‘Women’s Quality of Life Most Impacted’ reveals Penneys first ‘Pulse of the Nation’ Index
17th April 2023
A new Index launched today by Penneys with research carried out by Amárach Research reveals that the cost of living crisis is having a disproportionate effect on the quality of life on some people in Ireland – a person’s financial situation has almost twice the impact on quality of life compared to all other factors.
Despite the current financial pressures on the public, the Penneys ‘Pulse of the Nation’ Index has shown that over half (56%) of people in Ireland are happy with their quality of life, with high levels of satisfaction reported across a range of indicators including family life (82%) and mental health (69%).
With 37 stores right across Ireland from local towns to city centres and shopping centres, and offering something for everyone, Penneys is uniquely positioned to see how Irish consumers are spending their money and living their lives today. This new regular report will share insights into the shopping behaviours of its customers, the trends the retailer is seeing in its stores and how external factors and pressures are shaping these trends in consumers’ daily lives.
The first Index has revealed that during this cost of living crisis, the majority of people in Ireland have adapted their behaviour, becoming savvier than ever before with over nine in ten (95%) engaging in money saving hacks.
The Index showed that a typical person takes five actions on average to save money, including wearing warmer clothes at home to reduce heating costs (81%) and cancelling entertainment subscriptions (41%). Seven in ten (69%) report that their spending on essential living expenses has increased while over half (57%) of adults have admitted cutting their non-essential spending.
Money is firmly on the minds of consumers, with large purchases deferred by 62% of adults; 3 in 4 people are switching to more cost-effective service providers and retailers; and worryingly, one in four have admitted to skipping a bill to meet other financial priorities. Despite making these changes, half of adults are still struggling to manage their monthly outgoings.
Despite the current financial pressures, people in Ireland are still to looking to enjoy themselves and find some money for the little pleasures in life, with over a third of adults planning a trip abroad over the next three months.
Speaking about the launch of the inaugural Penneys Pulse of the Nation Index, Damien O’Neill, Head of Penneys Ireland and Northern Ireland, said:
“We have launched the Penneys Pulse of the Nation Index to understand more broadly how people are feeling, and how savvy and adaptable Irish consumers are becoming in the face of financial pressures.”
While the cost of living crisis has touched every household, the Penneys’ Pulse of the Nation Index takes a deeper look and reveals that women, renters and families are feeling the biggest impact on their quality of life. Here we look further at how Women’s quality of life is most impacted according to the research.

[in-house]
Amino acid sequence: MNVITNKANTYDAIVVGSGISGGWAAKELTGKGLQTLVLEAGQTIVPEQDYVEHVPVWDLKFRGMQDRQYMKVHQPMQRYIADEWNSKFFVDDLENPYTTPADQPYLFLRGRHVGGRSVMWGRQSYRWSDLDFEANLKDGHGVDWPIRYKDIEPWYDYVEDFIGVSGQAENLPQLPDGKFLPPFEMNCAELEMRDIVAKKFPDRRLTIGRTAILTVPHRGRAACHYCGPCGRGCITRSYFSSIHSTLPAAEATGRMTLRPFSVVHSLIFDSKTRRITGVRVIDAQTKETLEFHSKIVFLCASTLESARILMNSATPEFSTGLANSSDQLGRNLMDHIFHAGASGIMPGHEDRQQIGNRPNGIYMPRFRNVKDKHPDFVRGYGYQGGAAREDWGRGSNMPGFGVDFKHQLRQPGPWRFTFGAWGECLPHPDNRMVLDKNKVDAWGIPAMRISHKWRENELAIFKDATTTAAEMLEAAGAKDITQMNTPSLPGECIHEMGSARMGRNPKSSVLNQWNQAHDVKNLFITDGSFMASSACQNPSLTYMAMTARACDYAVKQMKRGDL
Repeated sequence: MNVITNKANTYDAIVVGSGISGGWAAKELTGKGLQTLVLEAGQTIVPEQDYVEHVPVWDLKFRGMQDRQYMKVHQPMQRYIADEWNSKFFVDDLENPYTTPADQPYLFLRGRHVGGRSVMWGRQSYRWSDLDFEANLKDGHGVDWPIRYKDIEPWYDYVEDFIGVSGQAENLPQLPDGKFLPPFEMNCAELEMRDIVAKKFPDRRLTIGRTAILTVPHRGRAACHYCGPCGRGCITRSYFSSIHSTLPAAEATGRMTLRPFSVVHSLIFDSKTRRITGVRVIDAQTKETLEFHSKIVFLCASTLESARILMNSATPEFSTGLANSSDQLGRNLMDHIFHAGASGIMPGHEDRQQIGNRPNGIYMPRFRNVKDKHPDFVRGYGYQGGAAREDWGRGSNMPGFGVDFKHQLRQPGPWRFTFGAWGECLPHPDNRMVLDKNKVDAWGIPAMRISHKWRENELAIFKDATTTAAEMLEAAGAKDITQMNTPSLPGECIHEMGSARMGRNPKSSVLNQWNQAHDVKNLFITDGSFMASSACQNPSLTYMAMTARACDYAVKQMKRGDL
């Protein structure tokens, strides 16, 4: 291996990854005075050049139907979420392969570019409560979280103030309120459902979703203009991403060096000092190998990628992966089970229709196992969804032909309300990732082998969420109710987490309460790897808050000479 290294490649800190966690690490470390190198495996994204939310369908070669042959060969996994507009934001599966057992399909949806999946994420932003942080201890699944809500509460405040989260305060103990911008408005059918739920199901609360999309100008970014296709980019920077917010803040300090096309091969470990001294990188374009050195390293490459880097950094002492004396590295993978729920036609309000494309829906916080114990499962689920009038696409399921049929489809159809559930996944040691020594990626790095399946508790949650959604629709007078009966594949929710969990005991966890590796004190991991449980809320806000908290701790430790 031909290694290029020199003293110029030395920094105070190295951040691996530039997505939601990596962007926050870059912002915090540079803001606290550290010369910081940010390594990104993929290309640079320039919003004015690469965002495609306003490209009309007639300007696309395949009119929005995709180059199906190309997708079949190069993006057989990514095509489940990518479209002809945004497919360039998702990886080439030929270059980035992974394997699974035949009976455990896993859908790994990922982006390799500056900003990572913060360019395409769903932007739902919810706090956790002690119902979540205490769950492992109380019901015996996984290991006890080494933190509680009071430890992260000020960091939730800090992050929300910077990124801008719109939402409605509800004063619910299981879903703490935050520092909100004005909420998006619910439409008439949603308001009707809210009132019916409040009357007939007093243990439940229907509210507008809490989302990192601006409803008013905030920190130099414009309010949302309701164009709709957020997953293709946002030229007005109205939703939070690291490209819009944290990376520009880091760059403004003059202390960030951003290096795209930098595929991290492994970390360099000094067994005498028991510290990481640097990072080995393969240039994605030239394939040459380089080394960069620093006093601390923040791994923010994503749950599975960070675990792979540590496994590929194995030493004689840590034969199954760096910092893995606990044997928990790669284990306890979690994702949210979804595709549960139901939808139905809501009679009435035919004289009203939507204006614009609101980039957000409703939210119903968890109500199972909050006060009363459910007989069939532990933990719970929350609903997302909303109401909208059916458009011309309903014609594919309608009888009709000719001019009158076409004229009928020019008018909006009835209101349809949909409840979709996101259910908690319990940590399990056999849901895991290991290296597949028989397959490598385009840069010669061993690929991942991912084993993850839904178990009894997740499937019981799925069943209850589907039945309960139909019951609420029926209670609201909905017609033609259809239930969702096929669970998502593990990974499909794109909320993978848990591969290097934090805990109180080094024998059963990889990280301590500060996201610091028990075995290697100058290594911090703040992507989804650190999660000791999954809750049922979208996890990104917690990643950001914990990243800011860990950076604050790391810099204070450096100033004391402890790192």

‘Shecession’ – Women’s Quality of Life Most Impacted
The cost of living crisis is taking a disproportionate toll on women, who account for six in ten of those with the lowest quality of life. Women are less content with their financial situation (46%) compared to men (54%) and report lower levels of satisfaction with their mental health (66% female v 72% male) and physical health (56% female v 63% male). Women record higher levels of satisfaction when it comes to connection with their community (81% female v 76% male) and family life (85% female v 80% male).
Women in Ireland, who make up half the population, have responded quickly to the cost of living crisis. Seven in ten (70%) describe themselves as obsessed with finding the best value compared to over half of men (56%) – increasing to 78% for women with children.
The research also indicates that women are cutting back on spending more than men with 64% reducing their spend on non-essential items compared to half of men. 79% of women are treating themselves less often vs 66% of men; almost three quarters (74%) are spending less on socialising compared to 66% of men; approximately nine in ten (86%) are buying less clothing; and women are far more likely to wear warmer clothing or turn on the heat less – 86% of women compared to 76% of men.
The financial pressures on women weigh heavily on their outlook for the future as they have less confidence in the Irish economy, with six in ten women (63%) having a negative economic outlook compared to just four in ten (41%) of men.
Commenting on the research findings, Amárach Chairman Gerard O’Neill added: “This Index helps us see the bigger picture, beyond inflation and other pressures, reflecting how people are feeling about their lives.
The Penneys Pulse of the Nation Index has revealed that this is not an ‘equal opportunity’ cost of living crisis as it clearly identifies three key groups – families, women and renters – who are shouldering the financial burden and whose quality of life is impacted the most.
It will be fascinating to see how these trends develop in future reports as we monitor the range of factors shaping quality of life and the ongoing efforts of people in Ireland to navigate the cost of living challenge.”
The Penneys Pulse of the Nation Index can be downloaded here>>